Thursday, February 1, 2007

Weekly recap

As promised, the weekly recap of 395 and 388:

395 students witnessed the sudden halt of the German advance into Belgium and France--the "Paris for lunch" part of the war plan--and the implosion of Count Schleiffen's scheme to win the war quickly. When the Germans were stopped by British and French forces along the river Marne, the Schleiffen plan became inoperative. An improvised Plan B called for a quick swing up north, to the Belgian coast, and the capture of the Channel ports at Boulogne, Calais and Dunkirk. If German forces were able to take those, the British supply lines would be cut and the British forces already in the country would be trapped. The ensuing "race to the sea," the Germans trying to take the Channel ports and the British desperate to defend them, put the sleepy town of Ypres/Ieper in the eye of the storm. There followed a furious "first battle of Ypres," Germans v. British. Although the Germans had superior numbers, their ranks were populated by the greenest of warriors--students fresh out of school--and they faced professionals on the British side. The British won the this first battle of Ypres, slaughtering thousands of Germans, and the ports were temporarily saved. After this, both sides settled into established lines and dug themselves into the earth, as attacks and raids were far too costly in the era of the machine gun and the high-intensity shell. After the famous Christmas Truce of December l9l4, the war planners would be obsessed with scoring the big breakthrough that would end the war favorably for their side. The search for that breakthrough would dominate the rest of the war.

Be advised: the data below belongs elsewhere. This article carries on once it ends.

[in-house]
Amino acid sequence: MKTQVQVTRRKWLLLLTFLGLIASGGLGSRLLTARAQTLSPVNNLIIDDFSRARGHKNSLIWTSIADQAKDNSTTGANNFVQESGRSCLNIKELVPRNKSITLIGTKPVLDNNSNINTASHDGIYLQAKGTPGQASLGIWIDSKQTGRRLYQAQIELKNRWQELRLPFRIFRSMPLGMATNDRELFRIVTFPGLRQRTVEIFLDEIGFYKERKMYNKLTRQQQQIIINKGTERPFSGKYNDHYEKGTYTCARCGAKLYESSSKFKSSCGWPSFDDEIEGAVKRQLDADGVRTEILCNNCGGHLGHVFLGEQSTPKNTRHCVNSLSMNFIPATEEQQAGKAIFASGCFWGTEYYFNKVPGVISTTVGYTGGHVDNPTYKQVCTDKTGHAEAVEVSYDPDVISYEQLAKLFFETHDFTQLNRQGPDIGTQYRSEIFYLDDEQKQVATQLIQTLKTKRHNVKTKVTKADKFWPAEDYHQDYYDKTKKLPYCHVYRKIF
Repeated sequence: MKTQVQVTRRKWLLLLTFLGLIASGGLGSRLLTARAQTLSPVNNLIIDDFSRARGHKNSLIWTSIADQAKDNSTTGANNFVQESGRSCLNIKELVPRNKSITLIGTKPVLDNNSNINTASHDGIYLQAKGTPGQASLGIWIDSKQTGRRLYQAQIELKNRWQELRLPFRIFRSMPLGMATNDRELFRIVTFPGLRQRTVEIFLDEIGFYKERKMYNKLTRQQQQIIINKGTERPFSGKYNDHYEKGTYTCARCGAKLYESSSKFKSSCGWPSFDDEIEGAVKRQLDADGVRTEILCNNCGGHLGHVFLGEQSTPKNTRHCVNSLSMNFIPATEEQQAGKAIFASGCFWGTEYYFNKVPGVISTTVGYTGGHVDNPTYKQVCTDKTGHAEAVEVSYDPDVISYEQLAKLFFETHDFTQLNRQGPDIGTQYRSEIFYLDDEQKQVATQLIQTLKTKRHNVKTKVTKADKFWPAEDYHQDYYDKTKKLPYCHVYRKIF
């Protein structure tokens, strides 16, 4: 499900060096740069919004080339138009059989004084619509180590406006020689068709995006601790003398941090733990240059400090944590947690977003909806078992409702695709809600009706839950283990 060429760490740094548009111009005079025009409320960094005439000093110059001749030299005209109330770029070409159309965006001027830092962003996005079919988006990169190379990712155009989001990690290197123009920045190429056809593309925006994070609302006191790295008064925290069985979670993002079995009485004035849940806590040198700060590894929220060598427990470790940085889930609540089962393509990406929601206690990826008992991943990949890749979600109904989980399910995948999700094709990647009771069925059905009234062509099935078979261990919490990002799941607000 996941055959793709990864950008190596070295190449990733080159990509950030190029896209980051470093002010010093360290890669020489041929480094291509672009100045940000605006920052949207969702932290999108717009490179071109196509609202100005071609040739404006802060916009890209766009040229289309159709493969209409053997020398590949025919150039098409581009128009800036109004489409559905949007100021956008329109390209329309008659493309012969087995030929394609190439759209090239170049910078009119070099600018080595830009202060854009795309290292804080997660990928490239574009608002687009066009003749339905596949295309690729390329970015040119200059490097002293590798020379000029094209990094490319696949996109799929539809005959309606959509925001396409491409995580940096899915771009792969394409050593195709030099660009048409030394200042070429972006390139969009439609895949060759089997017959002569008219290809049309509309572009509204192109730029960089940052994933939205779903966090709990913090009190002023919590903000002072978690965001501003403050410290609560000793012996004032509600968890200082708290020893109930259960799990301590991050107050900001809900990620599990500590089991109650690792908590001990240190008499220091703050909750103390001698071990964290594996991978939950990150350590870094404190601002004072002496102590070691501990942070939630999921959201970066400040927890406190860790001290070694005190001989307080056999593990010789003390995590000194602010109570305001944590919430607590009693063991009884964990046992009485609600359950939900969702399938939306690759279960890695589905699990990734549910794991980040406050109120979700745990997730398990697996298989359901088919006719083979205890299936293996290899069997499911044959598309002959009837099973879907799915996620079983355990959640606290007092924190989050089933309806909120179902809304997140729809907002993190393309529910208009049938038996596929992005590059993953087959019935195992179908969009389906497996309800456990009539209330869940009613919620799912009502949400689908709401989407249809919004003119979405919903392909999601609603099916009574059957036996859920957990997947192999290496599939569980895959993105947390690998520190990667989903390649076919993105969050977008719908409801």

In 388, the French colonial era in Vietnam ended with the French defeat at Dienbienphu by Ho Chi Minh and the Vietminh. This was huge for colonial peoples everywhere, in that a Great White Power was felled by a group of low-tech brown people, but especially for the Viet Minh as this marked their third victory in three conflicts. The Viet Minh believed they finally had won the right to govern Vietnam, but the Big Guys Who Decide Things for Everyone had other ideas: the Geneva meeting devised a compromise that awarded south Vietnam to the French and US-affiliated anti-Communists, with the Viet Minh administering the north of the country. The country was divided at the l7th parallel, and both sides agreed that there would be elections in two years that would determine who would administer Vietnam. Convinced that Ho Chi Minh and the Viet Minh were the advance party for monolithic Communism, the United States decided to prevent a Viet Minh victory in the election at any cost. Military intervention was out, because all the influential military people were against it, so it was decided to find a surrogate for American power, or "our values," and build him up in hopes of countering Ho's popularity. Diem became our man, and it was clear early on that his rule would be, um, problematic--but there was no one else through which we could prevent a Communist Vietnam. Next week: John F. Kennedy confronts the growing problem of southeast Asia and...reverses himself!

Did I miss anything?

1 comment:

german said...

nope sounds pretty complete to me. still wonders why ike didn't do moe to help at dien bien phu i guess its natural to have a stop and go policy to get reengaged after you decide its not worth it.might be good to ask him in the next life.
i wonder what beak though foch and the british guy were planning for their break though. i think it was a long wait fo them to see hope. Tirpitz was probably wanting to play but poor willy wouldn't let him yet. wonder if that would have made a change on the coastal towns and created havoc on the port towns.